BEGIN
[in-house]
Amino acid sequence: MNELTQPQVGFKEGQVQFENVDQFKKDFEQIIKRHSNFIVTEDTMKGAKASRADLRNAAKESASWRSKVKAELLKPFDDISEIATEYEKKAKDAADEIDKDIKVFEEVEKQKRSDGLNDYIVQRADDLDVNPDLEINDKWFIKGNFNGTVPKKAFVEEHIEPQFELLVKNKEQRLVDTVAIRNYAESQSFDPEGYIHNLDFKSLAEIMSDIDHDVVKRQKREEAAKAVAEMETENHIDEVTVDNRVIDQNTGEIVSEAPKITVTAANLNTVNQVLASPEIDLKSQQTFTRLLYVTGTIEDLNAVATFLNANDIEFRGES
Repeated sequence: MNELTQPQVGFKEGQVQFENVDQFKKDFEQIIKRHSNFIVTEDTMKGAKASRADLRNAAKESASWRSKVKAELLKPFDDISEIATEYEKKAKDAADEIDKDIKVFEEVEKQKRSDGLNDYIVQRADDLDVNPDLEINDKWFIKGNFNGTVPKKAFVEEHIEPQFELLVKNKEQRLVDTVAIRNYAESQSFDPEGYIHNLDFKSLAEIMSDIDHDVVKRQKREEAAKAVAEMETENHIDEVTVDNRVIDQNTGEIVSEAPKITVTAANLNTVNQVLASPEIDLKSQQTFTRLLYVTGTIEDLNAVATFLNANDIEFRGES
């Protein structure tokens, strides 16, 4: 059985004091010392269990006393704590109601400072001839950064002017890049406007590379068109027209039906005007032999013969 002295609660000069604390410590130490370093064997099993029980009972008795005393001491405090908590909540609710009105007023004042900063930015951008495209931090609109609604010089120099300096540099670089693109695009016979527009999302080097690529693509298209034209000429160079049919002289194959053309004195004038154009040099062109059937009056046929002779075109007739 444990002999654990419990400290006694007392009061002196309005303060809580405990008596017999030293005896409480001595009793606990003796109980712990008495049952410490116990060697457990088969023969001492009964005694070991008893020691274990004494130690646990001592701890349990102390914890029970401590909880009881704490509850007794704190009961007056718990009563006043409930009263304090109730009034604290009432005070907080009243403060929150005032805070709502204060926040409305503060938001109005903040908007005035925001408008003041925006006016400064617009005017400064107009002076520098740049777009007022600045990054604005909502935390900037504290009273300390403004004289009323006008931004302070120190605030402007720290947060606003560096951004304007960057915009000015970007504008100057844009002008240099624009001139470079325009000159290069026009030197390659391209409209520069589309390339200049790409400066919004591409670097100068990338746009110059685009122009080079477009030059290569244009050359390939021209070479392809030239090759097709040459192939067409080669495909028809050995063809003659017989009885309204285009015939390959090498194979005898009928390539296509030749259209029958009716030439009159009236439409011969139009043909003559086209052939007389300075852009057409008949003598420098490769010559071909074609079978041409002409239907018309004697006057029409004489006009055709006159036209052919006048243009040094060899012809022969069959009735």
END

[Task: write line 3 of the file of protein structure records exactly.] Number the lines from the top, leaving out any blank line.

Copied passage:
Repeated sequence: MNELTQPQVGFKEGQVQFENVDQFKKDFEQIIKRHSNFIVTEDTMKGAKASRADLRNAAKESASWRSKVKAELLKPFDDISEIATEYEKKAKDAADEIDKDIKVFEEVEKQKRSDGLNDYIVQRADDLDVNPDLEINDKWFIKGNFNGTVPKKAFVEEHIEPQFELLVKNKEQRLVDTVAIRNYAESQSFDPEGYIHNLDFKSLAEIMSDIDHDVVKRQKREEAAKAVAEMETENHIDEVTVDNRVIDQNTGEIVSEAPKITVTAANLNTVNQVLASPEIDLKSQQTFTRLLYVTGTIEDLNAVATFLNANDIEFRGES